Results were reported for groups of seats from different vehicles in which the seat design was about the same. NIC, upper neck shear force (Fx, head rearward), and head-to-T1 angle gave the best correlation with risk of permanent injury in these preliminary results. It was noted that some seats show an opposite trend for some individual criteria, even for seats with markedly reduced risk. This was taken to show the need for multiple criteria.

It was noted that the analysis will be repeated later this year, when it is expected that there will be three times as many data available. Occupant gender will be controlled in the updated study( there should be enough data to do this). This study looks at the ability of a test with BioRID to discriminate between seats with different risk in the field [where drivers are of different size, gender, seating position, posture etc.]. Action Mr Davidsson to complete the study by the end of 2011, and to compare the results with the recommendations on criteria coming from biomechanical studies. Also to contact Dr Ono and discuss collaboration.

It was noted that R2 would not be expected to equal 1, as noted in the slide, but a low R2 still indicates that the parameter is a poor predictor of permanent injury. Also it is not clear that using several parameters with poor R2 will give a better overall prediction. Mr Frost noted that these issues will have to be discussed in future meetings.

It was noted that Nkm was recommended, in preference to the individual forces and moments because the individual forces and moments gave very low correlations. It was hypothesised that the variations in these individual parameters is masked when they are combined in the Nkm calculation.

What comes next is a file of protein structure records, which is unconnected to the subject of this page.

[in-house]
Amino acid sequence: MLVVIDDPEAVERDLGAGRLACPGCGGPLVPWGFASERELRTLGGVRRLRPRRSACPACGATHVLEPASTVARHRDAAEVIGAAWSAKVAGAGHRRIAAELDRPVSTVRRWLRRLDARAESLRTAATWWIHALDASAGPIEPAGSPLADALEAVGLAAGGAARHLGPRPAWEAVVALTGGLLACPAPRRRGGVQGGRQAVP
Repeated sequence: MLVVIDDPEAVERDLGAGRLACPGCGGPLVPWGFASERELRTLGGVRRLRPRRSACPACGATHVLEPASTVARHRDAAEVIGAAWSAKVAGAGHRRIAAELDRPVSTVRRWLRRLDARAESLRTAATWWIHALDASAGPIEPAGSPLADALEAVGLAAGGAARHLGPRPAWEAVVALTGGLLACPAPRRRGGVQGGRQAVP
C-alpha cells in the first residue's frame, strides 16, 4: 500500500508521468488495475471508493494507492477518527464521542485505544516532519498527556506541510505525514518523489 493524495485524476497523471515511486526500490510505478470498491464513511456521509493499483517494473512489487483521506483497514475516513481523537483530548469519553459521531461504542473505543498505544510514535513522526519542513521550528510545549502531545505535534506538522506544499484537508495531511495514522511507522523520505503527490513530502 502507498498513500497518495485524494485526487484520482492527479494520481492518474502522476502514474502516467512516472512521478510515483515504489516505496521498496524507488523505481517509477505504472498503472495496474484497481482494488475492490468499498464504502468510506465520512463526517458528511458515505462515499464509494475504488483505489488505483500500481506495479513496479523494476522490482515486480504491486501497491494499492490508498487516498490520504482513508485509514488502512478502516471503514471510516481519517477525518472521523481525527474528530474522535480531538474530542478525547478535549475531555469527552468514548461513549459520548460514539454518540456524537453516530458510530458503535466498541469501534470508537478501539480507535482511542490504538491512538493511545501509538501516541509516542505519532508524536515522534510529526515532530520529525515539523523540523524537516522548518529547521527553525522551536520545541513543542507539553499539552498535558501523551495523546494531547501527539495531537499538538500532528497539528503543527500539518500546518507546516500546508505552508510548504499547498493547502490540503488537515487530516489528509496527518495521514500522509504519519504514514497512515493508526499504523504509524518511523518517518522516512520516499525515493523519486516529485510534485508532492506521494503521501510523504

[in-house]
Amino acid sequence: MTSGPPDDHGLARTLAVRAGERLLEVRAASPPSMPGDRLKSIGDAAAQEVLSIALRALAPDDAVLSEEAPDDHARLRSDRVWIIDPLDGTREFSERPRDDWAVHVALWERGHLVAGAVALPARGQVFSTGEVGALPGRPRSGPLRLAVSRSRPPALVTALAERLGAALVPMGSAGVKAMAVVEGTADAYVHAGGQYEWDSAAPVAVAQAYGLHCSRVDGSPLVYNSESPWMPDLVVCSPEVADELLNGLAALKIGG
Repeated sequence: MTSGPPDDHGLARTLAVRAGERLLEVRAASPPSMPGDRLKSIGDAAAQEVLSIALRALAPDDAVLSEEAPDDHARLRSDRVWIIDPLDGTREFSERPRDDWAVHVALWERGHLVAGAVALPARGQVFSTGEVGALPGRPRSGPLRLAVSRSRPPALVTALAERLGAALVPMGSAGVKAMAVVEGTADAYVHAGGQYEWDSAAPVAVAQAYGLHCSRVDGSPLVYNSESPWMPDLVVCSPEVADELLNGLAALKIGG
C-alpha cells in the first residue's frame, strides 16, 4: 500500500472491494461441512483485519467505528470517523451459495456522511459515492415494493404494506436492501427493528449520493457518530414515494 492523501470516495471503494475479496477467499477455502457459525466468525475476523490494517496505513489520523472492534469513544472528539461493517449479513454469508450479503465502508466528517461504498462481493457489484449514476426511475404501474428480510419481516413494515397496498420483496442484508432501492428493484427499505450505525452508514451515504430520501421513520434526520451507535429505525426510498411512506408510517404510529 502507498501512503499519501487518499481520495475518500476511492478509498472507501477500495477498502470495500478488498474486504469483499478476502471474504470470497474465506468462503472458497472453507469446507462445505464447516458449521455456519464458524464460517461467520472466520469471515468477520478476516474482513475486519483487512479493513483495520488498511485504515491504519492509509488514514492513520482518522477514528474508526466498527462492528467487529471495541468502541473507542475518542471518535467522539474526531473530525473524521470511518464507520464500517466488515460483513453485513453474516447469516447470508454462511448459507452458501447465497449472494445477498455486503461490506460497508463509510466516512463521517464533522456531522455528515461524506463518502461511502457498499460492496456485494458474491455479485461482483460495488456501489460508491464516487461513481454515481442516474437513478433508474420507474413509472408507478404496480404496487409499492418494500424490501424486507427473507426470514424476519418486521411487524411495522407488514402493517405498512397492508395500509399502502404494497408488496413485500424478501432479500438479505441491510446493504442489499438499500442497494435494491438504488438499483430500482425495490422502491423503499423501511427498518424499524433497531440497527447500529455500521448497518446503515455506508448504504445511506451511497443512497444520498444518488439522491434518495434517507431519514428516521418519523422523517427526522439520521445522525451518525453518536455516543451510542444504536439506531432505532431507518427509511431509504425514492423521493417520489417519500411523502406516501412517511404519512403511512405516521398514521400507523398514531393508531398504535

Presentation from Mr Moorhouse, US (GTR7-06-03):

Biofidelity tests were undertaken at two pulses: 17 km/h 8.5 g, 202a type pulse;, and scaled up to 24 km/h 10.5 g. No so much difference in kinematics at the lower pulse, but some at the moderate pulse the PMHS ramped up a lot, H-III not at all, and BioRID and RID-3D somewhere in between. Detailed results for all three dummies were reviewed.

The PMHS responses were phase aligned to get a more representative typical response for biofidelity comparison and the results assessed using the BioRank method for external, internal and total biofidelity. It was reported that the BioRID had either the best biofidelity (low-speed external and total biofidelity, moderate-speed internal biofidelity) or joint best biofidelity with RID3D (low-speed internal, moderate-speed external and total biofidelity). BioRID II therefore had the best overall biofidelity. BioRID also had the best overall repeatability, although all three dummies were acceptable.

It noted that volunteers typically tense somewhat and may therefore have reduced motions compared with PMHS. Mr Moorhouse noted that this effect may affect the low-speed pulse data, but that the high speed is sufficiently high that occupant tensing or bracing would not be significant.

Presentation from Mr Moorhouse, US (GTR7-06-04):